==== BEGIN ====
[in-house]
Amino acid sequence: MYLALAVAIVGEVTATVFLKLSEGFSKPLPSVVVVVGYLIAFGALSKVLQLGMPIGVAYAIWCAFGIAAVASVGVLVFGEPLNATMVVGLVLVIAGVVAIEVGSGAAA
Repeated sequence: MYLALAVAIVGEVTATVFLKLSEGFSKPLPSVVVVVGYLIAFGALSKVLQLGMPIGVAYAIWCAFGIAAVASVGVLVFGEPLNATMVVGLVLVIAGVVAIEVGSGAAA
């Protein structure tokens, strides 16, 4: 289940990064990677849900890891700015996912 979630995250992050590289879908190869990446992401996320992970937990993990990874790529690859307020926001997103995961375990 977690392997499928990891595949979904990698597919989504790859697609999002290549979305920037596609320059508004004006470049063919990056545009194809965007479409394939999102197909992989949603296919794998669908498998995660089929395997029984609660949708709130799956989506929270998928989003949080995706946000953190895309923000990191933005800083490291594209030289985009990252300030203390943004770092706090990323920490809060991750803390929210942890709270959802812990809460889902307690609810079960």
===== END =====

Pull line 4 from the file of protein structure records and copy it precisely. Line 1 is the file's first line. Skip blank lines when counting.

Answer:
């Protein structure tokens, strides 16, 4: 289940990064990677849900890891700015996912 979630995250992050590289879908190869990446992401996320992970937990993990990874790529690859307020926001997103995961375990 977690392997499928990891595949979904990698597919989504790859697609999002290549979305920037596609320059508004004006470049063919990056545009194809965007479409394939999102197909992989949603296919794998669908498998995660089929395997029984609660949708709130799956989506929270998928989003949080995706946000953190895309923000990191933005800083490291594209030289985009990252300030203390943004770092706090990323920490809060991750803390929210942890709270959802812990809460889902307690609810079960």